Open Letter to Uber, Travis, Josh Mohrer, Uber’s Investors and employees

Dear Travis and Josh,

Your company Uber has grown gigantically like no other company has in such a short period of time, and yet is increasingly being challenged by your so-called “partners” everywhere around the world. Further, it’s consistently being challenged by government regulators, civil lawsuits, the media, small businesses and groups of drivers seeking to form or join unions to stand up against your unacceptable and unbearable actions towards them. Thus far, you and your company have been on a downward spiral by angering those who are your most valuable asset: us, the drivers.

In the beginning, your company was great for both drivers and customers. You treated drivers well and we loved you for that. As a result, we used to provide exceptional service to the riders by being courteous and even provide extra perks that we didn’t have to. Little did we know that it would be a short-lived momentary ecstasy that you used to lure us in great numbers, just so that you can execute your plans and strategies towards world domination at any cost; regardless of how much harm you cause along the way to those who help you get there.

We understand that you must be competitive and keep riders happy. But why must it be at the expense of your “partners”? When UberX was $12 minimum, riders didn’t complain because the service was worth it. So what prompted you to cut the fares down by 20%? And if that wasn’t enough, you had to further cut the fares by another 15% at the expense of your “partners” once again. That’s a combined 35% cut in fares for yourselves and the riders at the expense of the drivers. If we are true “partners”, why is it that every time you cut the fares you do not lower the commissions by the same rate? Isn’t that what a “partnership” would entail? This would have sent a clear message that you are willing to stand by the drivers and work towards a mutually beneficial and profitable partnership. Rather you have done the total opposite and increased your commission intake from the drivers; so much so that you have increased your total intake by 130% and decreased the drivers’ fares by 50%.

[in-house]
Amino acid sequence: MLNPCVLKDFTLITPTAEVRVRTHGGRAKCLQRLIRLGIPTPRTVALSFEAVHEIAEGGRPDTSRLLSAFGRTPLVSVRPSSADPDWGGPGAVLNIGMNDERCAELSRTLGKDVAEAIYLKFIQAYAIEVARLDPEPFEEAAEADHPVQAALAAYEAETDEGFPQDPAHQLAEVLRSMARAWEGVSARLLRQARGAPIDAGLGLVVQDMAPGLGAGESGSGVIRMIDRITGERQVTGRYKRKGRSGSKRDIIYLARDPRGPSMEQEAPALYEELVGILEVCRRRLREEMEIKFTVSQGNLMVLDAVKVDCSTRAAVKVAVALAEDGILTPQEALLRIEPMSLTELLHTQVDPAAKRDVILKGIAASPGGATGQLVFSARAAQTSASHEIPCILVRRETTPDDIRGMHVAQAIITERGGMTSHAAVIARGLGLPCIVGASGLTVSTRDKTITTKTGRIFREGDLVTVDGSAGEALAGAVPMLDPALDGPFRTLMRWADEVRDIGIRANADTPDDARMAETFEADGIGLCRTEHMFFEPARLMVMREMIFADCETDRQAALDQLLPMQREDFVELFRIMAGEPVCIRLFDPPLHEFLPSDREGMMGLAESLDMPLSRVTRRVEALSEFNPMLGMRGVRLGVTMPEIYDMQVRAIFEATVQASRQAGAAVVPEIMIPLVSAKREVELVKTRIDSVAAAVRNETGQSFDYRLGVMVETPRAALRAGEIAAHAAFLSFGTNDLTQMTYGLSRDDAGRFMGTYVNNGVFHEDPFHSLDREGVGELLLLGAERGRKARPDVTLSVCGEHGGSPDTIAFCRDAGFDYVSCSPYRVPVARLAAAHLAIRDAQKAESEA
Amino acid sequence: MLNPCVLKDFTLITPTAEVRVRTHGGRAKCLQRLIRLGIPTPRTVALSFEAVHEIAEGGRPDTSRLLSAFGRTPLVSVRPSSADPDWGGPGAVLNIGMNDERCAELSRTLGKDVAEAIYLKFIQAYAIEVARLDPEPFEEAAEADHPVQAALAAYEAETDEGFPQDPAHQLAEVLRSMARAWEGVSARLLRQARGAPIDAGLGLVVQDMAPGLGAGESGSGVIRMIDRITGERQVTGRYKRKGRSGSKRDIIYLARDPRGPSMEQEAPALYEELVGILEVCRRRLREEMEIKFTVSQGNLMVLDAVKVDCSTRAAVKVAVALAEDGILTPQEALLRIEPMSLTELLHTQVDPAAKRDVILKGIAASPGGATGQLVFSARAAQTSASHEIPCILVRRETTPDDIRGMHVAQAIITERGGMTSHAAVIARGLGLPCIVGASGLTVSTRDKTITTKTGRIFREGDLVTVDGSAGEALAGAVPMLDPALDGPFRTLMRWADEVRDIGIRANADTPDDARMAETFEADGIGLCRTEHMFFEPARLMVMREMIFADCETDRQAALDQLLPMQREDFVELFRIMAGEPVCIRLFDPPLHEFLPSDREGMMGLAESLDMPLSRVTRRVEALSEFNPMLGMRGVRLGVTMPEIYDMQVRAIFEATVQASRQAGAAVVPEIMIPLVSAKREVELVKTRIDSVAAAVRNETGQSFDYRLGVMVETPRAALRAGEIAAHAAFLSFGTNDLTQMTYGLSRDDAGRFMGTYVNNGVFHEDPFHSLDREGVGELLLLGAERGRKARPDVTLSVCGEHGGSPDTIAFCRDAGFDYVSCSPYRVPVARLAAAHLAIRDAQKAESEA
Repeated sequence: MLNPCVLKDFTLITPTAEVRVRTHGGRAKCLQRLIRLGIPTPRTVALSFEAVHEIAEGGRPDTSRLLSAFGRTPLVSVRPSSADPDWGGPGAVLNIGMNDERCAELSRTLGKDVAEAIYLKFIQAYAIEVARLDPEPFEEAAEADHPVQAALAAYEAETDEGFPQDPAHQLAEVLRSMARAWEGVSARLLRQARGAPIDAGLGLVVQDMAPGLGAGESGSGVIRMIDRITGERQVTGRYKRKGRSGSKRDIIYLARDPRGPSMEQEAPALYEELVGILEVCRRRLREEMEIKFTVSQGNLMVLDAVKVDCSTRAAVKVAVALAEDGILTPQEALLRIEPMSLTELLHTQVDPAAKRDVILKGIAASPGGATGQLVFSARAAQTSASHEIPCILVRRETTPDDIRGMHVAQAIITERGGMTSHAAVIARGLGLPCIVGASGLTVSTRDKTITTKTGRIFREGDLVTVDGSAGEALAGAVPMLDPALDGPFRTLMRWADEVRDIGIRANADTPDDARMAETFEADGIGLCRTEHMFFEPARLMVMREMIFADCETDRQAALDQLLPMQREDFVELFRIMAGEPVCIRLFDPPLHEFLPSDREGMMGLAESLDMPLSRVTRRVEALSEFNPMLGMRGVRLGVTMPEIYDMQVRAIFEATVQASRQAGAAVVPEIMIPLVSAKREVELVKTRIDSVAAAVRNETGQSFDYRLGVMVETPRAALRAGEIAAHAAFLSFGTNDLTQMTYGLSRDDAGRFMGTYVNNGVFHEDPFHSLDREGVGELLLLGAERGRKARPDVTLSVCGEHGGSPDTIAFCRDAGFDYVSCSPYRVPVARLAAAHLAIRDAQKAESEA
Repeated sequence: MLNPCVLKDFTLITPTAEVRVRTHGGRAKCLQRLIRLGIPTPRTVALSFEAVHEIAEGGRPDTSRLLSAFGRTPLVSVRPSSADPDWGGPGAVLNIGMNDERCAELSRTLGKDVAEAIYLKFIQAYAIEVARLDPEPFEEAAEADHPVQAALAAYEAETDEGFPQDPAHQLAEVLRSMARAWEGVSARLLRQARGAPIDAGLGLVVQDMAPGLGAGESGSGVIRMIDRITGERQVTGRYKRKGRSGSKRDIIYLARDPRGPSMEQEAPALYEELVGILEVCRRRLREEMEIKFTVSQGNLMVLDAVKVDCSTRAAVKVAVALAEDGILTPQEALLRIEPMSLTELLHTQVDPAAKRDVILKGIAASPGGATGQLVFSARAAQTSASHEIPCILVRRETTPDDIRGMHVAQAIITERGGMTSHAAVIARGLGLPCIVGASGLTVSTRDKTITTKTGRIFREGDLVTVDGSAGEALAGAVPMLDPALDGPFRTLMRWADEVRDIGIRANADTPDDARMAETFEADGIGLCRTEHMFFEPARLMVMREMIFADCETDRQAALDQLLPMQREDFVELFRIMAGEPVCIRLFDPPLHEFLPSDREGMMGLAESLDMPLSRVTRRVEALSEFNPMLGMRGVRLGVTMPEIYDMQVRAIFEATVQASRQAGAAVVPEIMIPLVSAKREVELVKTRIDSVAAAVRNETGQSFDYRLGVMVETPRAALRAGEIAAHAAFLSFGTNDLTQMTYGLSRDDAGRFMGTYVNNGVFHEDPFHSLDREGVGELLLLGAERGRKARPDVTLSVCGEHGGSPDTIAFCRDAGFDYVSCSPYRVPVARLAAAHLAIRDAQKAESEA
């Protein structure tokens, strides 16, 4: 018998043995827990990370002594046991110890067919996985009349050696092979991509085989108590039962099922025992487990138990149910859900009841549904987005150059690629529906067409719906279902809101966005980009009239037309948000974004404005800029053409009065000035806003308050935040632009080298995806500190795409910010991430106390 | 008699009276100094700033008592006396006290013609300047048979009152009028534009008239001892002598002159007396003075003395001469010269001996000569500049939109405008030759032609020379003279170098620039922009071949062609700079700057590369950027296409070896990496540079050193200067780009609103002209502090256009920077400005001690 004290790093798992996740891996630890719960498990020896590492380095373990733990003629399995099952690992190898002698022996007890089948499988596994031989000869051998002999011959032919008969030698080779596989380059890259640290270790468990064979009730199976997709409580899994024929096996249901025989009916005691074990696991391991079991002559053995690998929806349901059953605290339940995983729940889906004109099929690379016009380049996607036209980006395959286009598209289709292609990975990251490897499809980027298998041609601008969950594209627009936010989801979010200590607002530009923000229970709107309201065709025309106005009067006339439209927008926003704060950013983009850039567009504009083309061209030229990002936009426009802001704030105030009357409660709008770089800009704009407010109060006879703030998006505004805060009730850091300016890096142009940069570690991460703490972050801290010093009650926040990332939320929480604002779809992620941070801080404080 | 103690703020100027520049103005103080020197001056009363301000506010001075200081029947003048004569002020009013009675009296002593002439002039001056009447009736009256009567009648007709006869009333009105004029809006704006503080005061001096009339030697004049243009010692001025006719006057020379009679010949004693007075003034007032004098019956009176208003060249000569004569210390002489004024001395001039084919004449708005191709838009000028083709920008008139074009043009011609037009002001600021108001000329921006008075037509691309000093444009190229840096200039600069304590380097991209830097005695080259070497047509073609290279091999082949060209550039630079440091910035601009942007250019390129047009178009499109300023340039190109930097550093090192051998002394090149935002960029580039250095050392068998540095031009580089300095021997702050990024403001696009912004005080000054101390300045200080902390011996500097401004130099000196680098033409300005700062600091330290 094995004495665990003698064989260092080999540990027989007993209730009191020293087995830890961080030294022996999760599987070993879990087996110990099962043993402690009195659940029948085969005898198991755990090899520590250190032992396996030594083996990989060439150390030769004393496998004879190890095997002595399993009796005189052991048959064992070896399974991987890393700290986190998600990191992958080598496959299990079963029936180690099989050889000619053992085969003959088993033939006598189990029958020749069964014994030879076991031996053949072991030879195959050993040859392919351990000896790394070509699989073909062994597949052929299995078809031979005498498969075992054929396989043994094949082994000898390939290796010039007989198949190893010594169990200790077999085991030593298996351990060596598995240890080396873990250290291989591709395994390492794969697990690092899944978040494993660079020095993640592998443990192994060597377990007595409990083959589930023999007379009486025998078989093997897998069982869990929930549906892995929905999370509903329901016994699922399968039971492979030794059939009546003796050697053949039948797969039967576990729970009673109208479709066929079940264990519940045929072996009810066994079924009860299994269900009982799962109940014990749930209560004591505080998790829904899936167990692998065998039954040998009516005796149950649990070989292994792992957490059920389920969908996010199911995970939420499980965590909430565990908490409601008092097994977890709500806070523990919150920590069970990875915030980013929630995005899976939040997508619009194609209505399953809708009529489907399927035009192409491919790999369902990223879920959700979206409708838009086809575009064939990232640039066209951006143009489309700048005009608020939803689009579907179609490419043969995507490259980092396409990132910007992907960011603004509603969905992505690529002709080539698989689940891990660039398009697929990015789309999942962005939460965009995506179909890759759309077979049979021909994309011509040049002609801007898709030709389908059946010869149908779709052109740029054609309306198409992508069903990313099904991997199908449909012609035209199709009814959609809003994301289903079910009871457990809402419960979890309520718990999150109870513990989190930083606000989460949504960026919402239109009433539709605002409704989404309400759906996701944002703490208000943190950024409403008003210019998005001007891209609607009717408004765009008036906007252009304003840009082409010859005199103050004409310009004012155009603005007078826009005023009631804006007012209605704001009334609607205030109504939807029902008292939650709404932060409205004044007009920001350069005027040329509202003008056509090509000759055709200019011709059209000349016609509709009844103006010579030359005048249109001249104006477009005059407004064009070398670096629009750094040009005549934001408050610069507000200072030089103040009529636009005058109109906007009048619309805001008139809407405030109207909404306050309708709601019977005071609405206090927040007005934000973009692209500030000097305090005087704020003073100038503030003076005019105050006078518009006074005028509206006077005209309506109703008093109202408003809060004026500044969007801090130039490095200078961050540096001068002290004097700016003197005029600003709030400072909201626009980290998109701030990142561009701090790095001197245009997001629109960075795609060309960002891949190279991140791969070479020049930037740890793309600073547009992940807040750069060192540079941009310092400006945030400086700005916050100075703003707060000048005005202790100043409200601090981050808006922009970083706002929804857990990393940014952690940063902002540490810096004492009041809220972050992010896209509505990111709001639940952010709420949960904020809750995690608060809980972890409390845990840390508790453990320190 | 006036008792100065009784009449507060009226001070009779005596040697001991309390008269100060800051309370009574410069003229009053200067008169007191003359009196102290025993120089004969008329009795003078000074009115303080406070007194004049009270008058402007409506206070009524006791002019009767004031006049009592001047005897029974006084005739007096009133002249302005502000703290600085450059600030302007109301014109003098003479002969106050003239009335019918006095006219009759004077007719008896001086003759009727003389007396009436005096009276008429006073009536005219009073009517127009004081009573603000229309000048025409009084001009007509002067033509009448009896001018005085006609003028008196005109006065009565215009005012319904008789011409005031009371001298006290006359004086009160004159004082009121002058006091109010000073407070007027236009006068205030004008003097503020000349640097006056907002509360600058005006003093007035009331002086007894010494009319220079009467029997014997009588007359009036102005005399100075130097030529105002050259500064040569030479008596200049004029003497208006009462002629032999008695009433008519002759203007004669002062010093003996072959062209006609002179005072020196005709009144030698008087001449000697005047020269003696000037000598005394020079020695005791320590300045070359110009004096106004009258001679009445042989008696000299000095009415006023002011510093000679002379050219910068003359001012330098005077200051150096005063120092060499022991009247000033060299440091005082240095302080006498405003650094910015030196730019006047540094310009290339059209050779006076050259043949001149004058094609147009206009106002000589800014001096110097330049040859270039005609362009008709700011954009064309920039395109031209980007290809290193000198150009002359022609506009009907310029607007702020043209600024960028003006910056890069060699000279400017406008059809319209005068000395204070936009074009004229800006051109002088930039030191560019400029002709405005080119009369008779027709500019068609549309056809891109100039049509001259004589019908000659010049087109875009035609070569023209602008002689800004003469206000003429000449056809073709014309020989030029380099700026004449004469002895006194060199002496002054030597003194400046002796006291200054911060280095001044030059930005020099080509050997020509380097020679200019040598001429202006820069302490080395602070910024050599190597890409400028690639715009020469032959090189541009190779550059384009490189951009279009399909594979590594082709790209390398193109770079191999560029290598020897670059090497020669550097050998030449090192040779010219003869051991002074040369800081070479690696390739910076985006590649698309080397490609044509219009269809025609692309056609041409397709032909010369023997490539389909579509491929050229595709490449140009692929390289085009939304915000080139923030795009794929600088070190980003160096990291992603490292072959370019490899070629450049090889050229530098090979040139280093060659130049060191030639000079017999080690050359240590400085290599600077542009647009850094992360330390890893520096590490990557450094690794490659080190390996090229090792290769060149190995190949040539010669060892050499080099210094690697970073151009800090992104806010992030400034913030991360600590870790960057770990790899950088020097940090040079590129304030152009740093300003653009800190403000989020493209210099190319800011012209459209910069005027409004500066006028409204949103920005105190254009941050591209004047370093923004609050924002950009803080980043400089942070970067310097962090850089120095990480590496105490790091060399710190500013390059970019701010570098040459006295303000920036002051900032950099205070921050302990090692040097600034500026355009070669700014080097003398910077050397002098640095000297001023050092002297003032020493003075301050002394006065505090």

According to your own data, 45% of your drivers have families of their own. With your price cuts, you have been sending us, your “partners”, a clear message that you do not care about what happens to our families and us. Every time you cut our fares, it is as if though you’re taking parts of our livelihood away, making it difficult for us to put food on the table for our families and provide a decent education for our children. Every time you cut the fares, you are making it nearly impossible for us to cover our expenses from car loans (that some of us got into because of you and through you that are now twice more difficult to pay) to mandatory commercial insurance, to everyday expenses that are required to work as a driver. How can drivers feed themselves and their families on earnings that amount to less than minimum wage?